No hint that Internet Explorer 8 will be moving forward.
Man! Does that Silverlight site sure load slowly.
More people browse the w3schools with Internet Explorer 5 than Safari.
The w3schools is biased towards tech readers!
People don't upgrade their browsers...they buy new computers.
Today's computers will satisfy their owners for many years to come.
No viable runtime outside the browser to choose.
Prototype-based inhertance sucks.
The prototype-based inheritance experiment failed.
People don't get it.
Can't change it.
Can wrap it.
Prototype-based inheritance can do some class-ish things.
But can't wrap it and make it do everything.
Using the dot operator binds you to the built-in OOP.
Don't use dot and you can roll your own OOP.
Any OOP pattern is possible.
It's just really ugly
and slower than the built-in OOP
but if the built-in OOP can't do something....
Macros would clean the mess.
Learning about Lisp is a blessing.
And a curse.
Maybe we can rely on macros in the browser by 2020.
How patent are you?
But even Lisp is Not an Acceptable Lisp
- higher-order functions
- lexical closures
- garbage collection
- global variables
- familiar syntax
Better than most.
All this fuss over just the built-in OOP?
No (but it's a big deal.)
- array comprehensions
- destructuring assignments
- block scope
All the features that make code dense.
Browser applications continue to get heavier.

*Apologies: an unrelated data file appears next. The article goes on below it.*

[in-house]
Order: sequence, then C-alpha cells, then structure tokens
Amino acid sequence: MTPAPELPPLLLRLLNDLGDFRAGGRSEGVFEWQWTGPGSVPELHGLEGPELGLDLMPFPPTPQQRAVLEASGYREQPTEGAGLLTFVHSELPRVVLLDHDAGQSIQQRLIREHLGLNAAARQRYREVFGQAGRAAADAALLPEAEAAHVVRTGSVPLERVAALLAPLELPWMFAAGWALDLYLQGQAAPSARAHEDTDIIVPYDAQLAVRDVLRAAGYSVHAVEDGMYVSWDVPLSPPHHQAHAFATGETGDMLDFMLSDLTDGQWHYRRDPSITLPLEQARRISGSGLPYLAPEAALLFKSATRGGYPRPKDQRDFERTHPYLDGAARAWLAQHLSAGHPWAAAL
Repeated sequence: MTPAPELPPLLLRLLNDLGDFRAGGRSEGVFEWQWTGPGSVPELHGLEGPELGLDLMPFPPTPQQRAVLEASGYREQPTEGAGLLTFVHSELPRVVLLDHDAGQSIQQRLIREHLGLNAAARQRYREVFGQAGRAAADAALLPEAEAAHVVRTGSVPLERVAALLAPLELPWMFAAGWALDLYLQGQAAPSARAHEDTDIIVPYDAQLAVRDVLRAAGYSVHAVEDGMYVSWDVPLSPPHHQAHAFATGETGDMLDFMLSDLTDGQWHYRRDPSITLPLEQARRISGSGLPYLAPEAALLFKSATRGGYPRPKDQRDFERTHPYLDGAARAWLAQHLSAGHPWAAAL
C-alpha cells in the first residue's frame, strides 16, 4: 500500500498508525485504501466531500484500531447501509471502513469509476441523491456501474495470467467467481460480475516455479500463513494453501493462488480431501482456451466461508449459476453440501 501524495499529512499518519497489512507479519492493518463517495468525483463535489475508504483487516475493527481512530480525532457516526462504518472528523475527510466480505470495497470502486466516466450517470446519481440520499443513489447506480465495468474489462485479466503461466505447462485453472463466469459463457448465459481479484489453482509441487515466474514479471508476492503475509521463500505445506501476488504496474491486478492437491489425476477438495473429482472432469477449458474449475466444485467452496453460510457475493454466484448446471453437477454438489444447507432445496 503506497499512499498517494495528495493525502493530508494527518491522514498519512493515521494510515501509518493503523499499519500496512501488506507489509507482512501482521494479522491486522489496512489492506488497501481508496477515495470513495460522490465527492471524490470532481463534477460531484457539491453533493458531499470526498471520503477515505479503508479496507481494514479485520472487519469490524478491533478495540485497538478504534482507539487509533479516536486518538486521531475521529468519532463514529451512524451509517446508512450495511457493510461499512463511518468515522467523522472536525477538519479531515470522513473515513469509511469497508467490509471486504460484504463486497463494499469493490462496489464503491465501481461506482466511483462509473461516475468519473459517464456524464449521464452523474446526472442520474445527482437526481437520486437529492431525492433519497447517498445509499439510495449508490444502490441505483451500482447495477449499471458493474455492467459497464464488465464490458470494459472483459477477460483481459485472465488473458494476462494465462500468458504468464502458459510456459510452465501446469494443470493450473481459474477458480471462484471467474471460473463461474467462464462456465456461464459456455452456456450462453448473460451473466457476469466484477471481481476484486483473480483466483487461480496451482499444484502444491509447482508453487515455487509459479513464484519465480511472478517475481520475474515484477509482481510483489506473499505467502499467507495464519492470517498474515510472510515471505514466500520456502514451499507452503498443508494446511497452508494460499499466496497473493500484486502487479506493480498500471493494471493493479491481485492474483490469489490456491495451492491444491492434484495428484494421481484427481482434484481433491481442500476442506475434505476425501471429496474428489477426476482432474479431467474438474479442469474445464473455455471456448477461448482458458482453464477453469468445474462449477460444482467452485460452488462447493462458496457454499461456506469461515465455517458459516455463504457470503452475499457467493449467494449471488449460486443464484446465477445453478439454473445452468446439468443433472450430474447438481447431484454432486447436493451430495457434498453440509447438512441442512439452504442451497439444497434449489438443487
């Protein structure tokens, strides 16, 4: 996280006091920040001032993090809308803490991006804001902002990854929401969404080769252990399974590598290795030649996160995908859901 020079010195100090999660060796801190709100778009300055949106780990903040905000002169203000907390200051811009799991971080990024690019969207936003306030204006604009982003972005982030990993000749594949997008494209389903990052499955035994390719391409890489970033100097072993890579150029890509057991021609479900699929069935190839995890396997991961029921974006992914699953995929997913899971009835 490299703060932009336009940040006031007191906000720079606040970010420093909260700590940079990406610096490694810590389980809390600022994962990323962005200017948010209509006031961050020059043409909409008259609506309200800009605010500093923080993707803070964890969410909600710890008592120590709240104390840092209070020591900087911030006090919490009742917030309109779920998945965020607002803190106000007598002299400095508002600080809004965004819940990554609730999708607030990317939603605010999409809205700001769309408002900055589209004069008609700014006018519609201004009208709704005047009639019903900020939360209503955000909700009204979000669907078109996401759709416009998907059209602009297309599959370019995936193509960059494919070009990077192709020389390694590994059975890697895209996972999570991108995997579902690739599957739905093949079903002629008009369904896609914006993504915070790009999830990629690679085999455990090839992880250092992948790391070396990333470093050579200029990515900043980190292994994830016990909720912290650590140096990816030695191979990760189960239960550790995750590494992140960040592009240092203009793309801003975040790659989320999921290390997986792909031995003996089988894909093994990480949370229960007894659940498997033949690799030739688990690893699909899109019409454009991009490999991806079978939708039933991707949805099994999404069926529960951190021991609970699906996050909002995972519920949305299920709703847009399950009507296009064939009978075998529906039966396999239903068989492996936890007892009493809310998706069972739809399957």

Working on huge source code files sucks.
Serving many small files is slow.
Identifying dependencies between development files necessary.
Want a better development language and tools now.
source code → manglers → served code
- macro expansion
- Template compilation
- Template compilation
If the mangler is complex enough it is usually called a compiler.
Takes very liberated thinking to embrace haXe and Links approach in general.
JSON and template compilation are like the haXe/Links approach.
Develop all in the language you know best.
DRY. Share source code on server and client.
source code → macro expansion → JS2.0 to JS1.8 → JS1.8 to JS1.7 → JS1.7 to JS1.6 → JS1.6 to JS1.5 → obfuscation → minification → file concatenation → gzip compression → served code
Assembly programmers argued against this logic.
A long time ago.
Developing solutions was less costly than the status quo.
I better not have run step 2 manually.
Not even type
People only adopt transparent tools.
That someone else wrote.
Debugging runtime errors in mangled code sucks.
It still might be a good compromise.
Development must be easy.
Deployment must be easy.
There's a difference.
Need a framework to do this.
On the server.
"You've had development tools for years, now why not me?"
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